The Chronicle’s View: A whole lot of Sundancing going on

This weekend marks the end of the Sundance Film Festival on Jan. 30. Going with it is the last opportunity for U students to experience the nightlife, screenings and atmosphere of one of the nation’s pre-eminent film festivals for another year.

Sundance has been underway for roughly a week now, and many U students have either made the trip to Park City to catch a glimpse of celebrity-central (Main Street), headed over to the Broadway Cinema to catch an in-town screening or attended any number of concerts that are held during the festival.

These are completely understandable.

Although there is an undeniable stigma associated with Sundance, the black mark is largely unfounded. People, especially Utahns, have a tendency to villainize the festival, to see its attendees as parasitic, and to view the entire operation as exploitive, shallow and corporate.

Granted, there is a degree of truth to these assumptions-the massive influx of outsiders is somewhat intimidating and pesky, yes-but these stigmas are no reason to avoid the festivities altogether.

Massive events like Sundance have an undeniable following, and there is going to be some discomfort any time you get cold, eager, anxious individuals together in one place.

That doesn’t make Sundance unbearable, however.

There are a variety of ways to get involved and experience the festival. If you don’t feel like driving to Park City, then don’t-stick around the valley and catch a film or two at the Broadway Cinemas or Trolly Square. Or, if you’re a 21-year-old U student, head over to Brewvies and see some underappreciated, extremely low-budget wonders at the Slamdance film festival.

Movies not necessarily your thing? That’s OK, too-there are non-cinema means of experiencing Sundance.

There are a plethora of concerts, many of which can be attended for free if you’re the patient type and don’t mind waiting outside a venue in the cold. Bands that have already played at Sundance include Ben Kweller, G-Love and the Special Sauce, The Kings of Leon and others.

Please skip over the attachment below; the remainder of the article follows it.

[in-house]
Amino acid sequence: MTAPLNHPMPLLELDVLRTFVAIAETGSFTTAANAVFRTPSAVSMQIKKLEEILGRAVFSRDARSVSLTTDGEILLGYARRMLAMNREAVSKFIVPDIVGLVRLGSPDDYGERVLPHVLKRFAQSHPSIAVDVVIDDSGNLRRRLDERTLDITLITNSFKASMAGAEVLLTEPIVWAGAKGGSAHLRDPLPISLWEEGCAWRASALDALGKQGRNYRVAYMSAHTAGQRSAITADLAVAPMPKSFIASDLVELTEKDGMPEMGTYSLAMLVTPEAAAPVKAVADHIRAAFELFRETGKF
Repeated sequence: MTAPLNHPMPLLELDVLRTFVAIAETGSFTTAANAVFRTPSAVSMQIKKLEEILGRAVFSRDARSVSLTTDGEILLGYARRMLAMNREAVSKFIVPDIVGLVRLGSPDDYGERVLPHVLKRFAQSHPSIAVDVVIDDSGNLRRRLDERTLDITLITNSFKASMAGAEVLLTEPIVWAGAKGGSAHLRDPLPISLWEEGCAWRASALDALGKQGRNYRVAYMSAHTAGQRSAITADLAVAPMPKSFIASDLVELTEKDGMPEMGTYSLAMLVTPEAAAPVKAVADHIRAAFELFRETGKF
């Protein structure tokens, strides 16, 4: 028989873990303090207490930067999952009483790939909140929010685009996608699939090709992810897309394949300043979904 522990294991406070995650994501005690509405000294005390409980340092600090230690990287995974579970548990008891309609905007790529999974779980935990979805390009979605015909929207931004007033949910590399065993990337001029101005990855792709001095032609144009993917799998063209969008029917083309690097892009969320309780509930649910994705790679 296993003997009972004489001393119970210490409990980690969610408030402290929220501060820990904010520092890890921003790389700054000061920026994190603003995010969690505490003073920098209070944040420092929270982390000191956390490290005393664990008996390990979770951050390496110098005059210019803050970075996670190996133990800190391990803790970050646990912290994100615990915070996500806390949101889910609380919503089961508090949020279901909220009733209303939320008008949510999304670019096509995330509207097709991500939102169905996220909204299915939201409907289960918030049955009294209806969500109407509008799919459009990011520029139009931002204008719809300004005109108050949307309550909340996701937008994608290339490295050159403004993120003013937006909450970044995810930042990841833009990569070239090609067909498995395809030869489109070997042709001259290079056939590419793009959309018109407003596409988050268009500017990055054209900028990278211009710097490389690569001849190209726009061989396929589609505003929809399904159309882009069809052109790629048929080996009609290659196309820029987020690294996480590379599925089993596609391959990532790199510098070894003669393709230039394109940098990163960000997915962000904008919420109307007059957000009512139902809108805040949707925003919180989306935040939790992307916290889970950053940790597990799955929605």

As an added bonus, there is also a good chance for interested music-heads to see an unscheduled concert-Sundance has a long and illustrious history of dropping big-name bands on unsuspecting attendees without any prior notice, much to the joy of Sundancers.

Even if you don’t get lucky with any good music acts or film screenings, there’s still hope-the Sundance nightlife is a mythic beast all its own.

There are innumerable parties, award ceremonies and public gatherings unlike any other events held in Salt Lake City all year long. If celebrity-watching is your thing, you can even forego the parties and just keep your eyes peeled while meandering Main Street in Park City.

So, just about any way you slice it, there is no valid reason not to at least take a gander at Sundance. The festival ends this weekend, and you won’t get another chance like this for 365 days.

Remember, there is a reason so much hype surrounds Sundance, and maybe it would be prudent to acknowledge the fact that so many people can’t possibly all be wrong. Besides, what do you have to lose other than a boring weekend?